LAW alum Brooke awarded Presidential Medal of Freedom
Former U.S. Senator and Massachusetts Attorney General Edward W. Brooke III (LAW’48,’50, Hon.’68), was recently awarded the Presidential Medal of Freedom. President George W. Bush honored Brooke and 12 others for their accomplishments in culture, politics, science, sports, and business at a White House ceremony. Brooke, who received his juris doctor from the School of Law in 1948 and his master of laws degree in 1950, was the first black elected to the U.S. Senate since Reconstruction, representing Massachusetts from 1967 to 1979. He also was the first black American to have a state courthouse named in his honor. As senator, he wrote the Young Families Housing Act and helped change the banking world by sponsoring the bill that ushered in NOW accounts. He has served as a trustee of BU and Northeastern University.
BU chemists launch Web site for building molecules
The Center for Chemical Methodology and Library Development recently unveiled an online resource that helps researchers synthesize natural-product-like compounds important to new drug development and other advances in biomedical science. Nearly 50 procedures for synthesizing complex molecules are part of the inaugural version of the “e-lab” resource, at http://cmldprotocols.bu.edu:8080/abinitio/cmld/index.jsp. Additional procedures will be added as they are developed by research teams working with the center’s scientists, John Porco and Scott Schaus, CAS assistant professors of chemistry, and James Panek and John Snyder, CAS professors of chemistry.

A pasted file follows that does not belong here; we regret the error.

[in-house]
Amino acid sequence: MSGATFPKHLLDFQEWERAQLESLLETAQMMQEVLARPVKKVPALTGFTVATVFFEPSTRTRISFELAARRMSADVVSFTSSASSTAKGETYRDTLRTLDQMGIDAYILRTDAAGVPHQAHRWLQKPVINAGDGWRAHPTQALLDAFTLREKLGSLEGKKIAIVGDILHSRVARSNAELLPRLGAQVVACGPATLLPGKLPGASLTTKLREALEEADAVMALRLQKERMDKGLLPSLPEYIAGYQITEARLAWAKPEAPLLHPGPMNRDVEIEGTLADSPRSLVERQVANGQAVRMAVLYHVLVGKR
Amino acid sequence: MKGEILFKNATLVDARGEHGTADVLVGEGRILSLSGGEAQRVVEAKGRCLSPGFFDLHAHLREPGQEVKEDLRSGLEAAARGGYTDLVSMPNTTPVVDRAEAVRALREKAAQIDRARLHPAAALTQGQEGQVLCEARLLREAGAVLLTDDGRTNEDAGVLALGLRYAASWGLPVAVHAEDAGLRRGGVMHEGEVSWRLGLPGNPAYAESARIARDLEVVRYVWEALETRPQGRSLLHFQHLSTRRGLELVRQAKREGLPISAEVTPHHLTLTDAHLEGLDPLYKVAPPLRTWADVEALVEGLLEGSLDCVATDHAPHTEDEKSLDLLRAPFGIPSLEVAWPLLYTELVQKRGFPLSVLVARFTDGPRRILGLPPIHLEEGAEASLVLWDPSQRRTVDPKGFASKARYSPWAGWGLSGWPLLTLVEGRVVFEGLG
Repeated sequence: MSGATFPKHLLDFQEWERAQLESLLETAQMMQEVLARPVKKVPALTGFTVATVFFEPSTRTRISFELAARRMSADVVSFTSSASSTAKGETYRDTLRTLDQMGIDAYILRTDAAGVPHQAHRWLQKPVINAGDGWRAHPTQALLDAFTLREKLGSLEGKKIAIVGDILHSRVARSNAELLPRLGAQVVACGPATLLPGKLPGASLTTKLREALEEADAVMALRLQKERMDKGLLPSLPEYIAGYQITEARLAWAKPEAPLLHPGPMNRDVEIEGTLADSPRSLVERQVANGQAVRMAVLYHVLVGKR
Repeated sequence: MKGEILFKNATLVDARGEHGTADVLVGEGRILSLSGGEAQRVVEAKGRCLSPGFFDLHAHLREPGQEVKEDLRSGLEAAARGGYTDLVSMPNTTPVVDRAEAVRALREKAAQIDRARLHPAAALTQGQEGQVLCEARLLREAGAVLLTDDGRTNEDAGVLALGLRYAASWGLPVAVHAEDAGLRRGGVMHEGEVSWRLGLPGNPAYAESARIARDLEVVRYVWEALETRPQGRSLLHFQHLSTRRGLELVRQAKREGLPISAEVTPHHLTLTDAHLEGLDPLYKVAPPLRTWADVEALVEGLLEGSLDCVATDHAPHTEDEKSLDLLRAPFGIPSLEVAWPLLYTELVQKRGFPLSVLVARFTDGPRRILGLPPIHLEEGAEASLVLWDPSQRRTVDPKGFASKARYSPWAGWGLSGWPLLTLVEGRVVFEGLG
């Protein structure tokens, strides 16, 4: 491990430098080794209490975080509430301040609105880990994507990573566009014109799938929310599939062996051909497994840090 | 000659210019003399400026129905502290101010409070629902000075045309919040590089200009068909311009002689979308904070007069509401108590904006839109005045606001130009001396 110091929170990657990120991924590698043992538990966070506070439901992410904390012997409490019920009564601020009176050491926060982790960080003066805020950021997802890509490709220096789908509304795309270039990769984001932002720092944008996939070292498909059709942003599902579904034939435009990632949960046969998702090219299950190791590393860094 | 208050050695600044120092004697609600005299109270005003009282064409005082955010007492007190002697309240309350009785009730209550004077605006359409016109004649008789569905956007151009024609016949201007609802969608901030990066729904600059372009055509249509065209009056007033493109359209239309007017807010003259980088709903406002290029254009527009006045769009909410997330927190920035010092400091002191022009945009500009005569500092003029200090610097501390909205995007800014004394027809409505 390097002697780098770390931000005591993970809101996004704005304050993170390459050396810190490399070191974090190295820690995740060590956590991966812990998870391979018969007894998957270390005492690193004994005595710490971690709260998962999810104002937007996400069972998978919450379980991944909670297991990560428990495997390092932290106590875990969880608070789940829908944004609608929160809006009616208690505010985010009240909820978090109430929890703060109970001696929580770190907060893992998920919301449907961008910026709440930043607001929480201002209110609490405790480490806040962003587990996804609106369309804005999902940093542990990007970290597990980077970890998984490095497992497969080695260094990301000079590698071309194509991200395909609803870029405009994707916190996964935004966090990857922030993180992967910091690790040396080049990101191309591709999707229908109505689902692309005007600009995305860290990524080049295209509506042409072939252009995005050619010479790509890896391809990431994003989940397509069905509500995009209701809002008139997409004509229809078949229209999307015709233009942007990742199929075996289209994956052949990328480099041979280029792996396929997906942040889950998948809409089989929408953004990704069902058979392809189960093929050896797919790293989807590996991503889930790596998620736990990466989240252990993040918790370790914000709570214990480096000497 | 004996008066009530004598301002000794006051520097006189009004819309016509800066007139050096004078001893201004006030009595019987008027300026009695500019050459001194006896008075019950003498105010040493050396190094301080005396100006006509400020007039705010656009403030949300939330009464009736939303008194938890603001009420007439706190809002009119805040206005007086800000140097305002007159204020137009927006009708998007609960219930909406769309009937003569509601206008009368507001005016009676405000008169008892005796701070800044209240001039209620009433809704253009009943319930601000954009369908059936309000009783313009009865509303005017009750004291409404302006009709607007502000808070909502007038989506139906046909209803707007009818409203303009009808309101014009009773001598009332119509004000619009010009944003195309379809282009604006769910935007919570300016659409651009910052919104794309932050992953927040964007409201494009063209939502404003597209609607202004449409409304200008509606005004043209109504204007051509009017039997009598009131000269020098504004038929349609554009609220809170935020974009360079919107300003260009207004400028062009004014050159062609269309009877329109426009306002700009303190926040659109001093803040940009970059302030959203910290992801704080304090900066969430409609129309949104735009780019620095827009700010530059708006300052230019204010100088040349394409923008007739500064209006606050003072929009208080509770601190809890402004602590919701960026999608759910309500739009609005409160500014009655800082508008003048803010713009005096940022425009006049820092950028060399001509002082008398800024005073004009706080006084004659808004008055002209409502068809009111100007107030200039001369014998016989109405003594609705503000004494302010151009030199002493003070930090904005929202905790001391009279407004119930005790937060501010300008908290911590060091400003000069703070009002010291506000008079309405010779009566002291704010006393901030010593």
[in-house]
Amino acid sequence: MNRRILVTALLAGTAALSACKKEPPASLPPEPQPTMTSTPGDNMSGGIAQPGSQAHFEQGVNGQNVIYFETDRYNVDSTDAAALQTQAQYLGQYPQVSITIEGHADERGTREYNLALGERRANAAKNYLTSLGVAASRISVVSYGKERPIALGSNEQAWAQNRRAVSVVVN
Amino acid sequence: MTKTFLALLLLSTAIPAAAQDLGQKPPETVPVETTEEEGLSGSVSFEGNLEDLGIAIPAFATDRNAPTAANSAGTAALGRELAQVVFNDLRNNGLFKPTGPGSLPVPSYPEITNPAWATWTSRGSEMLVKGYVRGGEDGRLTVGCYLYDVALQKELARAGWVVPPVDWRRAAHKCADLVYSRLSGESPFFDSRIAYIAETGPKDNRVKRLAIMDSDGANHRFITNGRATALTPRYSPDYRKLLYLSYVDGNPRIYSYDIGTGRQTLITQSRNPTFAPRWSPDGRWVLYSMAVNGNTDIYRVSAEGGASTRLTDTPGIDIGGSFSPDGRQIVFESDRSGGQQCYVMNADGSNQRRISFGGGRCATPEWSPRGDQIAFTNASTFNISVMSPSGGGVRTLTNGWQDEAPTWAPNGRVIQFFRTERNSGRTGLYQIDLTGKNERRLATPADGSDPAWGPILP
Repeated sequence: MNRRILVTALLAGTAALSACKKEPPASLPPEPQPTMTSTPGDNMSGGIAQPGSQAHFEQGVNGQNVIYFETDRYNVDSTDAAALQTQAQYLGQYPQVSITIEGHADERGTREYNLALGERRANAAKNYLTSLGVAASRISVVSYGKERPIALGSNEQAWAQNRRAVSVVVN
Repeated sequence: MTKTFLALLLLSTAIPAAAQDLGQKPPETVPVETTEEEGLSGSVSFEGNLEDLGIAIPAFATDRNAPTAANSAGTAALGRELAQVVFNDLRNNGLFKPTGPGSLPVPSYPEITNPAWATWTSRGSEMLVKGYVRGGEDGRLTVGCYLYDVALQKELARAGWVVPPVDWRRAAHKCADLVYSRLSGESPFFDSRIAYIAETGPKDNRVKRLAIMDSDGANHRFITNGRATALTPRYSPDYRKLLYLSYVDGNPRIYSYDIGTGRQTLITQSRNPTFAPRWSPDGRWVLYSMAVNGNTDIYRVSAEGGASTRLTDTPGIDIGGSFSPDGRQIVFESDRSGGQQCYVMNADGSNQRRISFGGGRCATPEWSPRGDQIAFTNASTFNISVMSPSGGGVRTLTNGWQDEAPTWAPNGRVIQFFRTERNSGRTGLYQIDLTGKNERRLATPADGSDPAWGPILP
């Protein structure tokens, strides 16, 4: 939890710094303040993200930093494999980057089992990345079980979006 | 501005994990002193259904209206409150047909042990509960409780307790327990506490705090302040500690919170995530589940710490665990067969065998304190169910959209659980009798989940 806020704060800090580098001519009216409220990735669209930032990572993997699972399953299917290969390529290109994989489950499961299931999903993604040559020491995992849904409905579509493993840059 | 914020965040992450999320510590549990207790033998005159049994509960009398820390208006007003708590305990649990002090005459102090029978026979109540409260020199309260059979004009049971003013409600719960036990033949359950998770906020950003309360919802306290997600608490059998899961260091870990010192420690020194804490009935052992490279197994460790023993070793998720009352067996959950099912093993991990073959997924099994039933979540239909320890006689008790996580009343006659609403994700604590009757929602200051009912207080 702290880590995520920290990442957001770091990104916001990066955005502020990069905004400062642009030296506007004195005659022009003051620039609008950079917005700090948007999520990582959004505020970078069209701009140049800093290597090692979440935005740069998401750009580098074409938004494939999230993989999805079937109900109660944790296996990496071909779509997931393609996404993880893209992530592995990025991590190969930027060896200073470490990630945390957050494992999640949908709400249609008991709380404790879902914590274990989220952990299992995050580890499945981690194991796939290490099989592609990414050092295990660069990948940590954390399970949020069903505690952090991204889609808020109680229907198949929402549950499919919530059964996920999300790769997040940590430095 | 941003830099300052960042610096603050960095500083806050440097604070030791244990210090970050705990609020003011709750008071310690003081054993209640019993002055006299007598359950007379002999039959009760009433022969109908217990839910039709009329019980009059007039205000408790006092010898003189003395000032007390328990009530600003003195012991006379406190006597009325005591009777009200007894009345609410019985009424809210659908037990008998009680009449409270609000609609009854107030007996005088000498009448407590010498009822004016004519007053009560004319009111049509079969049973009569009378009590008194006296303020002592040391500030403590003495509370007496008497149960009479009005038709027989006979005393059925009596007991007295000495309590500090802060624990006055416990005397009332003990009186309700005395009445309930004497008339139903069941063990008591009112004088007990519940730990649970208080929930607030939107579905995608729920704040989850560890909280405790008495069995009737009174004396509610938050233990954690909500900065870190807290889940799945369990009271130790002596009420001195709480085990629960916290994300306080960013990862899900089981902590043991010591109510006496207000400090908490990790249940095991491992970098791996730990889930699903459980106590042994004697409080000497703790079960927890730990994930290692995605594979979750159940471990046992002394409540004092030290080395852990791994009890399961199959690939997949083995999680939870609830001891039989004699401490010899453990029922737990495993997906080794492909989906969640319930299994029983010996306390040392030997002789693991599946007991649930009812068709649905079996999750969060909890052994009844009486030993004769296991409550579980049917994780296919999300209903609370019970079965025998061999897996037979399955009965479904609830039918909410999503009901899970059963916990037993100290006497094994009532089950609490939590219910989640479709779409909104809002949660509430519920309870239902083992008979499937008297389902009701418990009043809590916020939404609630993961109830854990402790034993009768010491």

SDM hosts elders’ oral health summit
The School of Dental Medicine will hold a conference on September 13 and 14 to address disparities in access to oral health care among elders. A multidisciplinary team of national experts will develop a research agenda to guide the future study of the issue. For more information, visit http://dentalschool.bu.edu/elder-summit/.
Teachers visit Africa under BU/UMass Fulbright
A dozen Massachusetts high school teachers visited Kenya and Tanzania from July 11 to August 14 as part of the BU African Studies Center’s Outreach Program. Funded by a Fulbright Group Project Abroad grant awarded jointly to BU and the University of Massachusetts, the trip was designed to encourage teachers to introduce elements
of African history and culture in their lessons. Barbara Brown, director of the BU Outreach Program, was a guide on the trip.
MET offers gastronomy master’s in D.C.
Beginning September 8, Metropolitan College is offering a master of liberal arts in gastronomy at BU’s Washington, D.C., satellite campus. The degree is the latest innovation in MET’s interdisciplinary gastronomy program, which focuses on the impact of food on society. Julia Child (Hon.’76), the doyenne of French cooking in America, who died August 13, conceived of the program in 1991. For information, visit www.bu.edu/met/courses/graduate/gastronomy.html.
3 September 2004